The primary reason we included the Cinque Terre on our Italy itinerary, aside from its postcard worthy colorful cliff/seaside villages, was to hike all five terre and we purposely chose Monterosso as our jumping off point as it is at the beginning of the trail although some people choose to hike the opposite direction beginning in Riomaggiore. We took the train from Venice to Monterosso (about a 6 hour trip with a bit of a layover in Milan) because like Venice, most of the villages in the Cinque Terre are car free and are all connected via a 10 minute train ride. I was very happy with calling Monterosso home for the three days we were there. First of all, our apartment – another great airbnb find (https://www.airbnb.com/rooms/1177711) had the best view in the terre. Secondly, it was literally a block from the train station so hauling our luggage was no problem at all. But most importantly, it was literally steps from the beach which we planned on spending some chillaxing time on after our day of hiking.
No truer words could be written about hiking the Cinque Terre!
Anyhoo, enough about that. Our plan was to get our required hiking pass (about 7 euro a piece at the National Park office which is also located in the same building as the train station in Monterosso-another plus) as soon as we arrived so that we could get up the following morning and hit the dusty trail. I can’t tell you how disappointed we were to find out that a couple of the trails were closed as they had been washed away. We headed off with Plan B and learned that there are actually a series of colored trails – blue being the easiest and the ones that had washed away. We hiked the first leg from Monterosso to Vernazza which was supposedly the longest and most difficult of the hikes taking about 2 1/2 hours on steep inclines. We did this because we figured it would be better to get the hardest part done early during the coolest part of the day. In hindsight, we ended up doing exactly the opposite but only because we made the decision to switch over to the red/white trail to complete the five terre hike. A decision I don’t regret now but was questioning deeply that day. I’d have to say, however, that the views on this first leg were the best of the trail.
The second leg was Vernazza to Corniglia. This was a little less challenging and took about 2 hours. We spent about an hour in the lovely village of Corniglia walking around and having lunch and a Prosecco. The next leg from Corniglia to Manarola is where we picked up the red/white trail and it took about 2 1/2 hours of mostly uphill trails. The Manarola to Riomaggiore trail which is normally a leisurely 20 minute walk on pavement turned into a 2 hour, anything but leisurely hike straight up and then straight down what seemed like Italy’s version of Mt. Everest. This was definitely the most challenging of the hikes and since it was at the end of our day, proved to be even more of a challenge as we were tired and sore already. Strong legs, knees and will are highly recommended as well as plenty of water and good humor as this stretch is seriously no joke.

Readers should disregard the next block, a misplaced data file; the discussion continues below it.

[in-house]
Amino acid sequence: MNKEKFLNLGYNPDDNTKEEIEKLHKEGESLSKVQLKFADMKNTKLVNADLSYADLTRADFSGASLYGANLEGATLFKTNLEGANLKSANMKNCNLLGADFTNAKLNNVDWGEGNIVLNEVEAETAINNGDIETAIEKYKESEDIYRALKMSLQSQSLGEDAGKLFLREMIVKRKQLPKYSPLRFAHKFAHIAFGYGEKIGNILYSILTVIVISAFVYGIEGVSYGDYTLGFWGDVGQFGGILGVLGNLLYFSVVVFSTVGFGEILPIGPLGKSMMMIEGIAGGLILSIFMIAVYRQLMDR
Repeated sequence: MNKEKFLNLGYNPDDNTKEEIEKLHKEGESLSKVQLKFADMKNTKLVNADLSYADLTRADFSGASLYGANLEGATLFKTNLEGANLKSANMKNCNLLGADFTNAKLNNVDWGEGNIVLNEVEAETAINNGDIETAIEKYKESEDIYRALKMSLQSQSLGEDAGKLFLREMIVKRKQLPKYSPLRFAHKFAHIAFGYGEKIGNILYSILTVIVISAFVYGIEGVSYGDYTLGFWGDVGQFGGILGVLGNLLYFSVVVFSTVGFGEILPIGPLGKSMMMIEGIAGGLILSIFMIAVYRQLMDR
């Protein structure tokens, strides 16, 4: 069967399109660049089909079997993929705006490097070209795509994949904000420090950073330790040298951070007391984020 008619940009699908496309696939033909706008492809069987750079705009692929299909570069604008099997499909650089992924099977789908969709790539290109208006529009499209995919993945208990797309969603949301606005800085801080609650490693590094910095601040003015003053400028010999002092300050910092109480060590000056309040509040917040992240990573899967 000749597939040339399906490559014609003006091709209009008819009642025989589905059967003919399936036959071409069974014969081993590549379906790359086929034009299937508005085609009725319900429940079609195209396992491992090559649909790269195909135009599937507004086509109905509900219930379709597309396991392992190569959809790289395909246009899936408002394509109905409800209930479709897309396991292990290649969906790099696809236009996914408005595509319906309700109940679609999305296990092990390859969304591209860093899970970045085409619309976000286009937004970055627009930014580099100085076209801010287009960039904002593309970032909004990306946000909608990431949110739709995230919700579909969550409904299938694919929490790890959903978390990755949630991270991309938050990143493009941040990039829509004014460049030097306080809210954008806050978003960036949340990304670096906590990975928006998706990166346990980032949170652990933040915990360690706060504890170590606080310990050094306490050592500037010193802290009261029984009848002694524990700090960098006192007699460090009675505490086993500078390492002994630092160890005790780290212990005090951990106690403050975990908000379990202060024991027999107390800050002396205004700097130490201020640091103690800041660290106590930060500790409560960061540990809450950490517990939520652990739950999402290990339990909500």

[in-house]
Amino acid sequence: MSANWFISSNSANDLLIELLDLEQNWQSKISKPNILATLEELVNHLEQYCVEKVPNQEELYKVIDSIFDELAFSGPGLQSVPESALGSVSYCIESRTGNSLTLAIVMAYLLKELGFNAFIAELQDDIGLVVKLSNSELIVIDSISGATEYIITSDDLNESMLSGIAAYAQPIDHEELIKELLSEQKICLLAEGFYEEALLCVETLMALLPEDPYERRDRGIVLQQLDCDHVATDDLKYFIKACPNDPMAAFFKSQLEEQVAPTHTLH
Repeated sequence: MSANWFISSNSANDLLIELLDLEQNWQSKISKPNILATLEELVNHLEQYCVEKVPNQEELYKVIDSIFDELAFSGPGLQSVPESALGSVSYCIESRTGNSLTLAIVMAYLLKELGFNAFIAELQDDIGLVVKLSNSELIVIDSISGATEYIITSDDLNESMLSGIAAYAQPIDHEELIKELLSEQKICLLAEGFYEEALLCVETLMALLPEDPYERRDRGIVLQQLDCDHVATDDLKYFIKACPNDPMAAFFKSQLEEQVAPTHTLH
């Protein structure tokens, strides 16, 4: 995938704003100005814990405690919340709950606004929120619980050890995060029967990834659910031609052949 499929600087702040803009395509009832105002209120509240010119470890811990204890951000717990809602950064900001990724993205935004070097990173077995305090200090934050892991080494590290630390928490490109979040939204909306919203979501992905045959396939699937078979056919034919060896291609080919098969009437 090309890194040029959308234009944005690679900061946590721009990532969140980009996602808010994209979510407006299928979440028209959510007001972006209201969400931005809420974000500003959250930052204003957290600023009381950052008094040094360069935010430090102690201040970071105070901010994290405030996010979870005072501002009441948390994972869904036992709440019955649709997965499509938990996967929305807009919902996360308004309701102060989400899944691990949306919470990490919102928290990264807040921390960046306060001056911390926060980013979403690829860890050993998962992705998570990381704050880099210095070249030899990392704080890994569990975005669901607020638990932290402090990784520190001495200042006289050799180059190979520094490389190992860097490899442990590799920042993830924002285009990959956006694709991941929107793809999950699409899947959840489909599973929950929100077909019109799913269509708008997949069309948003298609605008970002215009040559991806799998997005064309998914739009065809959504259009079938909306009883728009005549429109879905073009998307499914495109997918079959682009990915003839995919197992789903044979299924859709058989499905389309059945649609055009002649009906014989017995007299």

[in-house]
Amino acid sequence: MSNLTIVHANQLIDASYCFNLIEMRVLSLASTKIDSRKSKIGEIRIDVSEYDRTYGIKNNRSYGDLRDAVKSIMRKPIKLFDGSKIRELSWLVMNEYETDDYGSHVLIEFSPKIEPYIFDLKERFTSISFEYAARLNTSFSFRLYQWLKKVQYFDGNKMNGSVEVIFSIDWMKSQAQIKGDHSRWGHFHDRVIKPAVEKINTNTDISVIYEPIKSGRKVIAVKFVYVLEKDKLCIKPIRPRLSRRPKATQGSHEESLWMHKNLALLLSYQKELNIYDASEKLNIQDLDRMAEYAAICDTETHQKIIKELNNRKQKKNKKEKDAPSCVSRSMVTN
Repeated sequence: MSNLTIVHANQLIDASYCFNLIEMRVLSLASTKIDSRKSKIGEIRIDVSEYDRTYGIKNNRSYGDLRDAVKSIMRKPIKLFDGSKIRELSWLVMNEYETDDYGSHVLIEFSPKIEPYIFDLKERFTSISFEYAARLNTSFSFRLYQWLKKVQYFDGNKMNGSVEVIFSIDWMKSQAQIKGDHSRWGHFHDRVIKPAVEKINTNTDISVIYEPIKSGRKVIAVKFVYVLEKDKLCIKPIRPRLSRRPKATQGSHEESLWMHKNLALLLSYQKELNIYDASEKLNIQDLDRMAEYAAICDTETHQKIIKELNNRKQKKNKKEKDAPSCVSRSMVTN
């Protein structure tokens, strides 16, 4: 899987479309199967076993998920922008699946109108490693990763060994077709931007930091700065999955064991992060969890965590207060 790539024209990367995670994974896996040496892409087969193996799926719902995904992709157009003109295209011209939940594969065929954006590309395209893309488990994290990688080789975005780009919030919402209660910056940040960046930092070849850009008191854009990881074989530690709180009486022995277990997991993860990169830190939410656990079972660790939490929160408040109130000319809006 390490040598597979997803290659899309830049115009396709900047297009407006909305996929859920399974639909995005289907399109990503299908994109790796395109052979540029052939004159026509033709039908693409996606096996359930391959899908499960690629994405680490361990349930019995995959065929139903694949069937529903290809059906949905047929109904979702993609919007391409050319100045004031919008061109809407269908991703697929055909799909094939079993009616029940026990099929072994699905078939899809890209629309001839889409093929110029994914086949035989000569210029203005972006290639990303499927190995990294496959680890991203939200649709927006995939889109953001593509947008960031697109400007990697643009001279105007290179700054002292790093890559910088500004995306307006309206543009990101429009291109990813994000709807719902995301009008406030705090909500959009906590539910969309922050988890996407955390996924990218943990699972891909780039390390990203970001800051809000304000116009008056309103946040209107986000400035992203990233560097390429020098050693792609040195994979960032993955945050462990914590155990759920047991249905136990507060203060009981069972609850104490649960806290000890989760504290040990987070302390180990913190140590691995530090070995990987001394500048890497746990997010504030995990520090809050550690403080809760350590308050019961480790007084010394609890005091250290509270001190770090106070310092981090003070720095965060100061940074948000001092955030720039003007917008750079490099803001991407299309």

We ended up in Riomaggiore hungry and dirty just as the sun was setting and decided that despite our appearance we were going to get some dinner. We found a great little restaurant with some excellent food and wine and even had desert as we felt we had certainly earned it. Based on what we had read prior, hiking all five terre normally takes 5-6 hours depending on pace and stops.
Our day ended up being 9 hours and although we spent a bit of time in each village, most of that was trail time. Overall, it was a great day and an astonishing experience and while I felt extremely sore, I also felt triumphant and an extreme sense of accomplishment. The following day we spent visiting Buranco Winery, a beautiful hilltop vineyard, where we sampled their wines and were fed scrumptious nibbles made by the lovely owner. After, we spent our remaining hours in The Cinque Terre simply relaxing on the beach drinking local wine out of plastic cups until it was time for dinner followed by bed and our early morning train to Florence.
Great wine and hospitality at Buranco Vineyard!